Tyron Woodley on Colby Covington: ‘I don’t want him to ever fight again. I don’t care if he doesn’t make it out the Octagon’

Tyron Woodley on Colby Covington: ‘I don’t want him to ever fight again. I don’t care if he doesn’t make it out the Octagon’

Tyron Woodley is not a fan of Colby Covington, and he can’t wait to embarrass him in front of the world.

By Oscar Willis - 11 Jun 2018

If Colby Covington began his new gimmick of talking smack with the sole purpose of fighting UFC welterweight champion Tyron Woodley, it’s undeniable that it’s worked.

After Saturday night, the brash Oregonian finds himself the interim champion to Woodley’s 170-pound crown, and as such the pair will meet later on this year. And despite reservations prior to UFC 225, it feels now that the fanbase has gotten on board, and Woodley versus Covington could prove to be one of the bigger fights this year.

And it wasn’t just the fans that Saturday seemed to be a turning point for. For quite sometime, Woodley himself has been uninterested in Covington’s name when presented to him. Today speaking on MMAFighting’s The MMA Hour, however, that disinterested appears to be over. Instead, Woodley says, it’s time for Covington to get what he deserves.

“He’s not on my level, he never well be on my level,” Woodley said. “But now he’s to the point where, it’s almost my duty as a martial artist to fuck him up. It’s almost my job as a martial artist, for whatever I stand for — I talked to Dan Lambert (ATT gym coach) today. I told him, ‘After I whip [Covington’s] ass, I want him off the team’. He’s a disgrace to American Top Team, to the tradition it was rooted in. He’s a disgrace to the sport, and he’s a mockery to the toughest, the best division in the UFC’s history, which is the welterweight division. He’s a disgrace to it.

“It’s not like he’s just going out there and saying something he believers, he’s staging and pre-meditating very controversial, very racial, very socially insensitive statements, and he can’t back it up. He’s talked his way into a fight with me, the problem is when they lock this Octagon I’m going to unleash an ass-whooping on him that nobody has ever experienced. And he can’t run. He can’t out strike me. He can’t outwrestle me, and anyone can get in shape, brother. You think cardio gonna beat me? Let me see you put your chin on the treadmill. Let me see the cardio of your chin, because he hasn’t been hit like I’m going to hit him.”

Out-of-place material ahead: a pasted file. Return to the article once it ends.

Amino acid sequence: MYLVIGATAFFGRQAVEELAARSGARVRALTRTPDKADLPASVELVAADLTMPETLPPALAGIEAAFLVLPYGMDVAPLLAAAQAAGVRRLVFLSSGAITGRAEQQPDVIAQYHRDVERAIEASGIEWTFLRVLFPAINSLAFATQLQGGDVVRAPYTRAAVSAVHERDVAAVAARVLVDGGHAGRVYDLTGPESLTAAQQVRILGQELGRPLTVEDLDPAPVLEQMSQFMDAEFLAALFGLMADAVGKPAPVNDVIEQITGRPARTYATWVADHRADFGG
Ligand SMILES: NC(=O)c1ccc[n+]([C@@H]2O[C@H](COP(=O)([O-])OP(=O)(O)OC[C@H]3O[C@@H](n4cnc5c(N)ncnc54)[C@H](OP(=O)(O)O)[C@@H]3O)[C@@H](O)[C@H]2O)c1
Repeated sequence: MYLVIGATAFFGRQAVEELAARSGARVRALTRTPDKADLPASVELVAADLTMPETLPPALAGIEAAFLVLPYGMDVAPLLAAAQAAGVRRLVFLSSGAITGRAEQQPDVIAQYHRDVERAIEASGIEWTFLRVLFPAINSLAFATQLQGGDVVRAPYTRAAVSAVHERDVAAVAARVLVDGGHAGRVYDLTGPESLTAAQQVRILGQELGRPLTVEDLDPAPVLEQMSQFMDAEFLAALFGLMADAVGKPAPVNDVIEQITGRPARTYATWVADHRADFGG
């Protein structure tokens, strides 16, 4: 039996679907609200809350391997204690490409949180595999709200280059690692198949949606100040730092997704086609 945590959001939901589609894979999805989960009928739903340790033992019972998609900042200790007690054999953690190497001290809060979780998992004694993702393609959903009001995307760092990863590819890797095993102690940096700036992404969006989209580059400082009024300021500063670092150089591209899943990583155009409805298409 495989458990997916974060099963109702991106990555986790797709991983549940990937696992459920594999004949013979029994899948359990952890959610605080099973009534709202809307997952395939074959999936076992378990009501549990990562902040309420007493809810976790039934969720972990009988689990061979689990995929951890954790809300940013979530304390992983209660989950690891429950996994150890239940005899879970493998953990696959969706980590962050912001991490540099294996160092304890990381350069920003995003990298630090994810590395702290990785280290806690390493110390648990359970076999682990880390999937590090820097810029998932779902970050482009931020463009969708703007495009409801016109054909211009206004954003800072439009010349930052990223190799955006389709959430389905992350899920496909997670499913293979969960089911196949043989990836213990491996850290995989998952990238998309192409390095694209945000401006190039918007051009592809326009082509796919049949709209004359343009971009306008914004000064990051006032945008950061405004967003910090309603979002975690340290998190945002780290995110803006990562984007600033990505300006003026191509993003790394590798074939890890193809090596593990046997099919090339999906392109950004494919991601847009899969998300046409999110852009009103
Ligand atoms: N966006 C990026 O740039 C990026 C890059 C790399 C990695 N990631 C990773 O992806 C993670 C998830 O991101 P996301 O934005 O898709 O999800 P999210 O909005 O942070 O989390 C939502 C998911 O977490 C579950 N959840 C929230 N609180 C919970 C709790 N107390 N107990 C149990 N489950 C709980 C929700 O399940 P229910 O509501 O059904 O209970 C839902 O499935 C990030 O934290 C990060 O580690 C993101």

Covington’s rise has been sudden — and directly linked to his new found persona. Prior to his breakout victory over Demian Maia (after which he labelled the Brazilian crowd “filthy animals”), Covington was usually found on the lower tier of cards. As soon as he began talking trash, he was immediately propelled up the rankings far faster than he would have been, meaning he’s found himself in title contention in a relatively short amount of time.

Woodley believes there was an element of picking and choosing too.

“He’s ran from the match ups that give him problems,” Woodley said. “Of course you want to fight me, because guess what? Win, lose or draw, you make an extra $200,000 and you fight for the world title. You can always say, ‘Well, I lost in the world title [fight]’. He’s okay with that, saying he lost. He knows he’s not going to win this fight.

“My biggest challenge in this fight is to mentally stay the competitor that I am, and to stay to the game plan and not allow my bitter hatred for him to take me out of competing and going to want to just fight him.”

But, that’s all irrelevant now, the champion says. Now it’s just time for him and Covington to throw punches at each other. And while he may have been hesitant to care about Covington before, Woodley is well and truly involved now.

“By him beating RDA and beating Demian Maia and winning the boo-boo belt, he [has] emerged as worthy to get this ass-whooping he gonna take,” Woodley said. “And I’m not going to make it fast, it’s not going to be in the first round. I’m going to talk to him, I’m going to embarrass him, and I’m going to do it the entire fight. And [if] the refereree gets close I’m going to say, ‘Move back, brother, I’ll tell you when to step in and stop this fight. Don’t fucking come in and save his life, let him take this fade. Let him take this L. Let him take this ass-whopping’.

“Because I don’t want him to ever fight again. I wouldn’t care if he didn’t make it out the Octagon. And I’m dead ass serious about that.”